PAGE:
From Camouflaged Plants To “Padlocked” Plant Genes.
Plants and animals DO have many things in common, mostly at the cellular level. But sometimes similarities may occur at higher functional levels, such as body pigmentation. And a story published last June provides such an example.
Other plant science news in June 2018 featured photosynthesis, “locked” genes, and progress against a serious grapevine disease.
- Plants Hiding in Plain Site?: “Plants use many of the same methods as animals to camouflage themselves, a new study shows.”
Camouflaged plants use the same tricks as animals
- “Alien” Photosynthesis?: “The discovery changes our understanding of the basic mechanism of photosynthesis and should rewrite the textbooks. It will also tailor the way we hunt for alien life and provide insights into how we could engineer more efficient crops that take advantage of longer wavelengths of light.”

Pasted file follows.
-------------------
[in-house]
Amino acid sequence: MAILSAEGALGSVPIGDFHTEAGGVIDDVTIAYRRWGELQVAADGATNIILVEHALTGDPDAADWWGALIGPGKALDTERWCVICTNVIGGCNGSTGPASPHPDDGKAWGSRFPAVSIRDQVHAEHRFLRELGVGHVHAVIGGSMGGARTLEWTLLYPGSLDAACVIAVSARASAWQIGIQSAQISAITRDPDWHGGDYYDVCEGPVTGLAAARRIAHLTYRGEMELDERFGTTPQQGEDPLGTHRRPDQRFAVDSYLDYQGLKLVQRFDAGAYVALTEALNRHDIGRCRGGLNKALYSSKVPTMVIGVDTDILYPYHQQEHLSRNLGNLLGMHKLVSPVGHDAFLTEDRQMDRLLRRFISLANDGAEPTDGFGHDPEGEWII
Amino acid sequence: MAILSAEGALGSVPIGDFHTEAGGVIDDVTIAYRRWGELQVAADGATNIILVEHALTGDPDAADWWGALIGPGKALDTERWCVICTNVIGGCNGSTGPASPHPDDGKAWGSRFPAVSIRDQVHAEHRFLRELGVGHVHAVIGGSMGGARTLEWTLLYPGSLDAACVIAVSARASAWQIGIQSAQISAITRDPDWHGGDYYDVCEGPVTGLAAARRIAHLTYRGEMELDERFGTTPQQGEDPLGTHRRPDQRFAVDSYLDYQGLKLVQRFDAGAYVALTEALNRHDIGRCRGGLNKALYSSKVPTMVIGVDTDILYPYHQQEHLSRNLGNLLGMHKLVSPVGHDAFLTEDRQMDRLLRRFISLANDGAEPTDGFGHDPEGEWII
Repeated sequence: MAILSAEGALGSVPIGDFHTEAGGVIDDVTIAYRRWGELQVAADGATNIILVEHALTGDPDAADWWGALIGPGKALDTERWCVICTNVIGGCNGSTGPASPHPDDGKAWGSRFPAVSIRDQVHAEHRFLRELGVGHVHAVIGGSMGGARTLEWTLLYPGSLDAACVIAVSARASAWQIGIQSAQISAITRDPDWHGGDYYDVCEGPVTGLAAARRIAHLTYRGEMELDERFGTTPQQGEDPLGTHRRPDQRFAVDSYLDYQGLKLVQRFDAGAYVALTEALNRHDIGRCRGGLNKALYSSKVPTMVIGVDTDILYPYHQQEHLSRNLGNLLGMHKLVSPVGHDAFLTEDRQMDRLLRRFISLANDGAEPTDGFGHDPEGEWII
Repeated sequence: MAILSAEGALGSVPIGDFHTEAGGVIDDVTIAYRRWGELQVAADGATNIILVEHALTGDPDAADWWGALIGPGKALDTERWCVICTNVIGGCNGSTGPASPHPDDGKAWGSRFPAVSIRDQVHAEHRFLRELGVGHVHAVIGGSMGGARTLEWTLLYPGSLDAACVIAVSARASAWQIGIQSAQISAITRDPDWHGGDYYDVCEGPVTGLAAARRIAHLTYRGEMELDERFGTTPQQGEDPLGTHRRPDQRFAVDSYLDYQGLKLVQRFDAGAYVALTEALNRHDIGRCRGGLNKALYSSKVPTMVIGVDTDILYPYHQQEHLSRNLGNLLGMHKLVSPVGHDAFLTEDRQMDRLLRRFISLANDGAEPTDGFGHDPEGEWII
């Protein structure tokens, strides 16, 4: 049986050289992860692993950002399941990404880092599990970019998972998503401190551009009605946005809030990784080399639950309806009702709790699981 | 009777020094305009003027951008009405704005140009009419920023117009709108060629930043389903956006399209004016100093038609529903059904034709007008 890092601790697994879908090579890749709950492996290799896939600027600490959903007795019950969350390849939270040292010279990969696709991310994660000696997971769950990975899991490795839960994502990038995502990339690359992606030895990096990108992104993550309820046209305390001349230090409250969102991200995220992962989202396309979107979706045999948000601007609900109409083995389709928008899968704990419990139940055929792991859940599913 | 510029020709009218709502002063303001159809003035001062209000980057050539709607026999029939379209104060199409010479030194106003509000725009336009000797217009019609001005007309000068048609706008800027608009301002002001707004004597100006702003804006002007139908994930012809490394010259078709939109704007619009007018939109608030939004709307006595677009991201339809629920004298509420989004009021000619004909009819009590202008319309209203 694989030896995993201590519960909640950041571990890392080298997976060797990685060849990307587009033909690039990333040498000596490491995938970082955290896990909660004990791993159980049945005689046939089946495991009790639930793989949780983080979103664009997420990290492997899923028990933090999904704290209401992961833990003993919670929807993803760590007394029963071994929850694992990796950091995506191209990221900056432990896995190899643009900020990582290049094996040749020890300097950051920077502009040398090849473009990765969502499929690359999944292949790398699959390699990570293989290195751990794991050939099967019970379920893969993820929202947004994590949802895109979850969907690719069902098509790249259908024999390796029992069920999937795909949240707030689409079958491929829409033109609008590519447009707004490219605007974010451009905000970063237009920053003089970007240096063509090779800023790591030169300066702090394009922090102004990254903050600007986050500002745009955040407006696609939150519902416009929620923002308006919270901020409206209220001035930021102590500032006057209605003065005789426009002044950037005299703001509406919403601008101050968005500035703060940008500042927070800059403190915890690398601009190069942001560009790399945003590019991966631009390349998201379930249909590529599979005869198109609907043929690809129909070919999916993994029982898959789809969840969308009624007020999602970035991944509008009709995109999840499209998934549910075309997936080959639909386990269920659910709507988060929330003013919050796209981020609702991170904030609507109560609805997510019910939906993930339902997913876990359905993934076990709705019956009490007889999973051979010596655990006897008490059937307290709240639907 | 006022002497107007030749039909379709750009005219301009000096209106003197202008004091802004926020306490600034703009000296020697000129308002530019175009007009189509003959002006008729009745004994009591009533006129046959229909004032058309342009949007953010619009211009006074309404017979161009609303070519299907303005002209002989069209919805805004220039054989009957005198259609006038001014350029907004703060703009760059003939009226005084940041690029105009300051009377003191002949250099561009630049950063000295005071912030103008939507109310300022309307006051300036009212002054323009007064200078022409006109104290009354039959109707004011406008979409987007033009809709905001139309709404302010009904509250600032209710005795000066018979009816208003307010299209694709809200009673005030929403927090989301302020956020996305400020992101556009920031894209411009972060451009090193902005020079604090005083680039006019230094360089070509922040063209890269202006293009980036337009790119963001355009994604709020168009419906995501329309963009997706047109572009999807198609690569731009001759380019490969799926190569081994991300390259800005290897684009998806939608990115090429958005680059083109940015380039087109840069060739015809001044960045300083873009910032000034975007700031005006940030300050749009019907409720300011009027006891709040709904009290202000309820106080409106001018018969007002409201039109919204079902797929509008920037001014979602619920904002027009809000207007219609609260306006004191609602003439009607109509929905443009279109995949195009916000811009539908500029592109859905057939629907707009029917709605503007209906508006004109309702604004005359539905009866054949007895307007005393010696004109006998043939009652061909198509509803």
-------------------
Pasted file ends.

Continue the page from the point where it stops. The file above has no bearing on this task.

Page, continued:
New type of photosynthesis discovered
- Goodbye to Photorespiration?: “Increasing production of a common, naturally occurring protein in plant leaves could boost the yields of major food crops by almost 50 per cent, according to a new study led by scientists at Essex.”
Scientists boost crop production by 47 per cent
- More Wine?: “Scientists are gaining a better understanding of Pierce’s disease and how it affects grapevines. The disease, which annually costs California more than $100 million, comes from a bacterium called Xylella fastidiosa.”
New Insight Into Why Pierce’s Disease Is So Deadly to Grapevines
- Freeing “Locked” Genes in Plants?: “Purdue University scientists have discovered evidence that the repressive structures that plants use to keep genes turned off is built with a potential self-destruct switch. The findings offer insight into ways to control gene expression to alter plants’ characteristics.”
Plants have unique lock to control expression of genes, study finds
Next-Time: From crowdfunded plant science to bad fertilizers….
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